By the time J and I got to the end of the fair, alas, I didn’t have the energy to stick around for the Dyke March, which was also scheduled in Capitol Hill for that evening. I was still supposed to bring all three kids to the big all-city Pride festival the following day. So we went home and I soaked in a bathtub for a couple of hours… I hadn’t brought the scooter, and that was more walking than I usually do.

Sunday – Seattle Center

We were much better equipped on the way to the Sunday festival at Seattle Center. We had sunscreen and frozzles (the household name for a trick I picked up while traveling in Israel: freeze a bottle of water solid and take it with you on a hot day. Drink it as it melts, and it will give you ice cold water for hours), and we wore swimsuits under our clothes, because the fountains in Seattle Center are open for playing in during Pride. Sadly, J wasn’t with us. Having gotten very little sleep the night before, he decided he wasn’t going to have fun if he tried to go out again. So I took the other two teenagers, and J stayed home to rest.

It took us a little longer to find a parking place this time, but we still got pretty close, and it was much less expensive — only $20. We stopped right outside the garage to sunscreen ourselves and then went off to the festival. The people watching here was even better, and I constantly had to make sure I could keep track of where the kids were, because all three of us were darting in and out of foot traffic to tell somebody, “I love your hair,” or “that dress is fantastic!”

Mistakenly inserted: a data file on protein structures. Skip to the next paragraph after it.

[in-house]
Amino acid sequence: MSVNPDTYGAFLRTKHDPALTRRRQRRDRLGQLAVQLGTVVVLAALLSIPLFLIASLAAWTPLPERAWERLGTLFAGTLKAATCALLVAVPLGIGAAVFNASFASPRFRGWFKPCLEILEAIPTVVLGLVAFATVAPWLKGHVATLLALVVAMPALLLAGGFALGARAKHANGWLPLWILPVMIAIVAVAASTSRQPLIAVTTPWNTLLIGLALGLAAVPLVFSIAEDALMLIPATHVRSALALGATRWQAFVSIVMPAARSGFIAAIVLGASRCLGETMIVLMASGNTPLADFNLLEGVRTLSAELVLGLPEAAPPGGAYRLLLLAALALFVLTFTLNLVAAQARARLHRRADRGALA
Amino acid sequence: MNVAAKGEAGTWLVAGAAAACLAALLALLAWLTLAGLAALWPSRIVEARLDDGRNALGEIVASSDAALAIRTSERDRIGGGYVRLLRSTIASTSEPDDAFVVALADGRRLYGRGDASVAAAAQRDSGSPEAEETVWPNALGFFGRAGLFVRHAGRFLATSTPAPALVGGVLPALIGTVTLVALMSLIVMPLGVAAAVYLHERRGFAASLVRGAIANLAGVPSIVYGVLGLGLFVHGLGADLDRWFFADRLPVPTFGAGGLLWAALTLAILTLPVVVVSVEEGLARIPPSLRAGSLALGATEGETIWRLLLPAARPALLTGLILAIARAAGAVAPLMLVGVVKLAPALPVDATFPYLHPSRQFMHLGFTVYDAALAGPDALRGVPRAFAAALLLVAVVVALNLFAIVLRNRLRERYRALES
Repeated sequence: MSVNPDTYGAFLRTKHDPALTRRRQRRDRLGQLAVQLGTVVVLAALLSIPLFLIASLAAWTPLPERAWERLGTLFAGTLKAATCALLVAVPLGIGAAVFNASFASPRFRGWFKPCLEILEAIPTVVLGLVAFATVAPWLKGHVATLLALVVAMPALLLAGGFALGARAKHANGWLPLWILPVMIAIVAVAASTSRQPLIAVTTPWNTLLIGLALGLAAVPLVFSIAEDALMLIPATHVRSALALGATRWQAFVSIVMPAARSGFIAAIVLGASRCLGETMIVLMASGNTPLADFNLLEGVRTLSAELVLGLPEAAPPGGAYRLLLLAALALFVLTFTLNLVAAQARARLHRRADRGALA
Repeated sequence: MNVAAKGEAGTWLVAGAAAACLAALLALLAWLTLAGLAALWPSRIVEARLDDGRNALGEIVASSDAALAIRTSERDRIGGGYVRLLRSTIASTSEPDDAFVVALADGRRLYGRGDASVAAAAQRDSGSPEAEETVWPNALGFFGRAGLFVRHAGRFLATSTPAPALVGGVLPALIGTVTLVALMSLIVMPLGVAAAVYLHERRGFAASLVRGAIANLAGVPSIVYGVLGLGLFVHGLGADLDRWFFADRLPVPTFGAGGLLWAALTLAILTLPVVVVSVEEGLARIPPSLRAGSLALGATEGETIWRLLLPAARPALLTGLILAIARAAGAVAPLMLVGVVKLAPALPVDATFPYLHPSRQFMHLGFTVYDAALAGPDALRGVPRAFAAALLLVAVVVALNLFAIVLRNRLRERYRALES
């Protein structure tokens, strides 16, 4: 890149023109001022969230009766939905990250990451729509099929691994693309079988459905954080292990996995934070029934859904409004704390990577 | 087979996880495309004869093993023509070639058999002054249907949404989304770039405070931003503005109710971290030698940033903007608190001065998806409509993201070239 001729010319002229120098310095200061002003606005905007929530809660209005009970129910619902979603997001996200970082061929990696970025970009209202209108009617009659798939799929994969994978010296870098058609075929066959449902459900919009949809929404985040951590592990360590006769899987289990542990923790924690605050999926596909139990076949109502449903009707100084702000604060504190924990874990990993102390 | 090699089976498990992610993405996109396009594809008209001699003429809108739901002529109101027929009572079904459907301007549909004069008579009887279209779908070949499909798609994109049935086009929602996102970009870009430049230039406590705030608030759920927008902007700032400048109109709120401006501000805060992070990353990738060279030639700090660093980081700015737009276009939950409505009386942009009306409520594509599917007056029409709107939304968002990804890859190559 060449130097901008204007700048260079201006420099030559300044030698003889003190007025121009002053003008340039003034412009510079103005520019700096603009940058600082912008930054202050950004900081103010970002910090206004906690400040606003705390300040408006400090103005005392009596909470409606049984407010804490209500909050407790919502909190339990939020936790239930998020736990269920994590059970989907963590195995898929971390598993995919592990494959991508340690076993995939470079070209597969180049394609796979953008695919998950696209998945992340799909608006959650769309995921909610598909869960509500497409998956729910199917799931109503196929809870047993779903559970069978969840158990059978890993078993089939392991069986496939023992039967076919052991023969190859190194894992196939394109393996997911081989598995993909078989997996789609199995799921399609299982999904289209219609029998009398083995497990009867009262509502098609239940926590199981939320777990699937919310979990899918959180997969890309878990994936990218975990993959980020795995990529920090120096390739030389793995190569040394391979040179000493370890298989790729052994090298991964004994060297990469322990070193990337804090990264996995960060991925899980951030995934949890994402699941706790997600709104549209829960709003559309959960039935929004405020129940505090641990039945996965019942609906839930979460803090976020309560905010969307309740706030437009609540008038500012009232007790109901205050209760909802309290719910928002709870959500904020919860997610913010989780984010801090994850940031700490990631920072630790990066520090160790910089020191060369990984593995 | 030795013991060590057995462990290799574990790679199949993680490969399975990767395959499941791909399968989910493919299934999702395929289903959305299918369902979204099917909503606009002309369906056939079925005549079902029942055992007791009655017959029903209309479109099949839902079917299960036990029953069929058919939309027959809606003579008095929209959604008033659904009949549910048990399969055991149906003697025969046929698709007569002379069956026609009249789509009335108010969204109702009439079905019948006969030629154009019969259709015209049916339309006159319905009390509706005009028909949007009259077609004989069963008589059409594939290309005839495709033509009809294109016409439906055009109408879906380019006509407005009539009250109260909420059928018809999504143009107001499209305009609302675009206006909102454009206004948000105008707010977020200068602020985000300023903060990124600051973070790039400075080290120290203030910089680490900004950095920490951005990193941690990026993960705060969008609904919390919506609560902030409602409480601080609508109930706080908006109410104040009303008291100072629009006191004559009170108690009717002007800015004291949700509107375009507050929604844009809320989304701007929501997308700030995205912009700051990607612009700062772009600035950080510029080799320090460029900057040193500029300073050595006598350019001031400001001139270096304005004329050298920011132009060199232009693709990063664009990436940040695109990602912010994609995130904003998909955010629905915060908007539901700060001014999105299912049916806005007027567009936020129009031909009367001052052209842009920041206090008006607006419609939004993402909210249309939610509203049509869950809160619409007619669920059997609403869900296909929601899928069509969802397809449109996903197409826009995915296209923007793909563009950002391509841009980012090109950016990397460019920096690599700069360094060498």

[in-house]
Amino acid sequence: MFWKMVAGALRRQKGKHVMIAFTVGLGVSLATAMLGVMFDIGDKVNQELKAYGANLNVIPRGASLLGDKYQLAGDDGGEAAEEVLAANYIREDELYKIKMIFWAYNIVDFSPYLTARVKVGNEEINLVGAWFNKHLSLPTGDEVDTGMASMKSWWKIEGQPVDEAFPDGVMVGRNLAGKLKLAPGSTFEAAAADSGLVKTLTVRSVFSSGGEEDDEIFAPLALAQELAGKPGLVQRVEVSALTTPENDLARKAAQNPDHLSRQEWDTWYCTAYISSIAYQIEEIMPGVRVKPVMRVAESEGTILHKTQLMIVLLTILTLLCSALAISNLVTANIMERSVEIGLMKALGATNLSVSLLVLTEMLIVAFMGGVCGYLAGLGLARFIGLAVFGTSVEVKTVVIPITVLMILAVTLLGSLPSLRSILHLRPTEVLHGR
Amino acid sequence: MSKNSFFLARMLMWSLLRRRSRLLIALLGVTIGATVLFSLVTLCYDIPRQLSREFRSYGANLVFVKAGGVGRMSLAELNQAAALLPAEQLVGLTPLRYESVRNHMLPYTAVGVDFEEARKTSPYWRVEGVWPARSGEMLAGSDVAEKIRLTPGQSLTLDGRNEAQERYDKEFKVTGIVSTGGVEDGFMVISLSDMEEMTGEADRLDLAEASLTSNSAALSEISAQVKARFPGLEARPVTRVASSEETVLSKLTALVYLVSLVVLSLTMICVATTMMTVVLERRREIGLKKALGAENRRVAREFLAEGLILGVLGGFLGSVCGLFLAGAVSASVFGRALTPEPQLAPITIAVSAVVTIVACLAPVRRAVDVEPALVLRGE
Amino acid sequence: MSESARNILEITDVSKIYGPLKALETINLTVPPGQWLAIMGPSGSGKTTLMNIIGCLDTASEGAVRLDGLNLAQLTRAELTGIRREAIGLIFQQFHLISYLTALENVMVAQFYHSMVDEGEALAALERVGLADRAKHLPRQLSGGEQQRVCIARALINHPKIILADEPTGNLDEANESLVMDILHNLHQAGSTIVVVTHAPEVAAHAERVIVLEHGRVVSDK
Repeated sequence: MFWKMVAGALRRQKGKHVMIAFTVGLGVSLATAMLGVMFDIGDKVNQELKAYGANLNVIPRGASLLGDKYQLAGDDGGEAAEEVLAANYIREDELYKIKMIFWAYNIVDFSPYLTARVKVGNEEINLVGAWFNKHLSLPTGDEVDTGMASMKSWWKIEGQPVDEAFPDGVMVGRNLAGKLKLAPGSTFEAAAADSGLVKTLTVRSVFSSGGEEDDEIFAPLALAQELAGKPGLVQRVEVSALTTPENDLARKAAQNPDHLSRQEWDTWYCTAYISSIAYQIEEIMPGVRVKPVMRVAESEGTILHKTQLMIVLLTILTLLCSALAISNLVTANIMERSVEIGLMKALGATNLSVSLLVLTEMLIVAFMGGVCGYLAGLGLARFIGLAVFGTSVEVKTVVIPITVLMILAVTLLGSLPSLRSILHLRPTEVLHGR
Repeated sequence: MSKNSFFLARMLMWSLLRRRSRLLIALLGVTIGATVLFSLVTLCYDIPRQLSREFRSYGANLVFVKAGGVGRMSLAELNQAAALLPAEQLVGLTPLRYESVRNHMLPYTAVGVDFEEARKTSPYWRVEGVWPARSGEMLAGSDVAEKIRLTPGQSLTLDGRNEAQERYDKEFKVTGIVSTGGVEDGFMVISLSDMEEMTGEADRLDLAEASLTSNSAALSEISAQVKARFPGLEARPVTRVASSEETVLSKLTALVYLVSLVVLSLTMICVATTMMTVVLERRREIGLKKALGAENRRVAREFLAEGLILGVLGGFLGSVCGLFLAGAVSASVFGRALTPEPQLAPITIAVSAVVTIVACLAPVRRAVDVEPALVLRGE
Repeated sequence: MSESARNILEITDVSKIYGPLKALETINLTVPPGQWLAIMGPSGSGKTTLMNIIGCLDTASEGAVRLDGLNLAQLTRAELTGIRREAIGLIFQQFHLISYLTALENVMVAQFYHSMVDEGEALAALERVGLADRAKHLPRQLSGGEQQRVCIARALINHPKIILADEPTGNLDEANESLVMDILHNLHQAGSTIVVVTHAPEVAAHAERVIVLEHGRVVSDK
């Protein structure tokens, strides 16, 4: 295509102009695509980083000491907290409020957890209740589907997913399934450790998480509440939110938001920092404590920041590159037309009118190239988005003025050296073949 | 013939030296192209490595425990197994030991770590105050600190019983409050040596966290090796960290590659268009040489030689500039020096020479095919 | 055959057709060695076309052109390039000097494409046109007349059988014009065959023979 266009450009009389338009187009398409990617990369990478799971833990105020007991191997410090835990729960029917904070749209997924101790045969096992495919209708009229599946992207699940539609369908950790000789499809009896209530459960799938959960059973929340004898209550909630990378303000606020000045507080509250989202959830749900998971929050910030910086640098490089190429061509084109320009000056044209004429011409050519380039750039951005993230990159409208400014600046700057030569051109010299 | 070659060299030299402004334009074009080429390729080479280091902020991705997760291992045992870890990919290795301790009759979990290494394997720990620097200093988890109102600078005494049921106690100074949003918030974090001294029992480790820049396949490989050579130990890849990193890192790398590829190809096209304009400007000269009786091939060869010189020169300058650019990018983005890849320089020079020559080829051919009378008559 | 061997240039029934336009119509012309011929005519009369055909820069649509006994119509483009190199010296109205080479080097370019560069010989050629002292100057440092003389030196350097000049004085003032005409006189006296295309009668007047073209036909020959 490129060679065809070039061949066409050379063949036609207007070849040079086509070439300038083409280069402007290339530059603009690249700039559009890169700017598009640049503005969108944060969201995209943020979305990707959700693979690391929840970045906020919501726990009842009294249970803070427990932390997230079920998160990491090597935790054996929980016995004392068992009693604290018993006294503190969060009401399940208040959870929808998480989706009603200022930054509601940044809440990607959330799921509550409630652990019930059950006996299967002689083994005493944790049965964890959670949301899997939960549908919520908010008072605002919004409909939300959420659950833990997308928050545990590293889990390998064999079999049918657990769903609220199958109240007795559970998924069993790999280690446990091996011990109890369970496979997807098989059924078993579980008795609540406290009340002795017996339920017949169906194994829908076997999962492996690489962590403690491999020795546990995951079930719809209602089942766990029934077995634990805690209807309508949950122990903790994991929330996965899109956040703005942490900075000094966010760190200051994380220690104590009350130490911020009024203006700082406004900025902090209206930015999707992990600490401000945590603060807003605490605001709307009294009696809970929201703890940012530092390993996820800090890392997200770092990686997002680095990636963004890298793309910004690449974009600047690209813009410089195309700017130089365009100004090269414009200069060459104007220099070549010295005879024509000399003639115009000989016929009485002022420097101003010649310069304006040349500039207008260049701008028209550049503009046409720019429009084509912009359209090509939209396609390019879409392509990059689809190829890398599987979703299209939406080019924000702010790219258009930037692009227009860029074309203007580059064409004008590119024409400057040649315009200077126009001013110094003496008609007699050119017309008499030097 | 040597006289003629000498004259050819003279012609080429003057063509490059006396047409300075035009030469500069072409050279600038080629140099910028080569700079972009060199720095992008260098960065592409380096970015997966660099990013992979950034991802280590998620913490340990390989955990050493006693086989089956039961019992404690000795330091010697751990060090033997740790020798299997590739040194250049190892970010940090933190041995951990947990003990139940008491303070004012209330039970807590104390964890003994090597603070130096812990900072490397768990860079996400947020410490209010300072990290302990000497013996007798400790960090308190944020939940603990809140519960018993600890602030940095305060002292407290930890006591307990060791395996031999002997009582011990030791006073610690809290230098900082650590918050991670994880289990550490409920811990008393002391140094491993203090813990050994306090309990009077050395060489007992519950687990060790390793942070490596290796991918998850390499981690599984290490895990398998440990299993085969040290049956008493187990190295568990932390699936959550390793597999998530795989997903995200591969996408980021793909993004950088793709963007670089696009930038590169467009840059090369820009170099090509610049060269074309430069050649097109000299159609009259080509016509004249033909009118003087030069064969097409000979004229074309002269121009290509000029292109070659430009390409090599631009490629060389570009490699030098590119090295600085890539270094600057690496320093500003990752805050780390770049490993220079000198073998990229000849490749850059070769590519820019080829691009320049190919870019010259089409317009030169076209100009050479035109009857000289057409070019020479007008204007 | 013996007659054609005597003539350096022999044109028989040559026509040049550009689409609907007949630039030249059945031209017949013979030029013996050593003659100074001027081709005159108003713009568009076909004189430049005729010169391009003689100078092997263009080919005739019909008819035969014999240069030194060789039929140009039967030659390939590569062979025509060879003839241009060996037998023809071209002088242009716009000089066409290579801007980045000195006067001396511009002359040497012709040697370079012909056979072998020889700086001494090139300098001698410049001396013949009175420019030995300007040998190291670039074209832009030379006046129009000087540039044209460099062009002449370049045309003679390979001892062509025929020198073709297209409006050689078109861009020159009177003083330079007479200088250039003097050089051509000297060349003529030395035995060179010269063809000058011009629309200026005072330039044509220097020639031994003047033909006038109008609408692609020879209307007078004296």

The crowd at the Pride festival.

Not that I insisted on keeping the teens near me — in fact, I tried to wander off after arranging with them how to get in touch, but they wanted to hang onto me. I was the one carrying money, and they had stuff they wanted to buy. I covered the most expensive item for each of them as a gift, then was willing to advance them allowance money if necessary after that. M ended up with three items and K with two, plus bought herself a cotton candy with cash she had on hand. We all sat under a tree for shade and to get far enough away from the crowds to be able to take off our masks, and K shared her cotton candy with us; then M and I went splashing into the fountain for a little bit while K reconnected with a friend from school who’d showed up.

We were all running pretty low on energy by the time we were done in the fountain, but I wanted to stop in at the area with the organizational booths. Unlike at the Cap Hill party, they’re separated out from the merchants selling stuff, in their own area, and that’s where we ran into the Seattle Men’s/Women’s Chorus booth. K was thrilled and M pretty interested. I think at least one of them will be at the next audition for the Seattle Women’s Chorus (it goes by vocal range, not gender) and maybe both.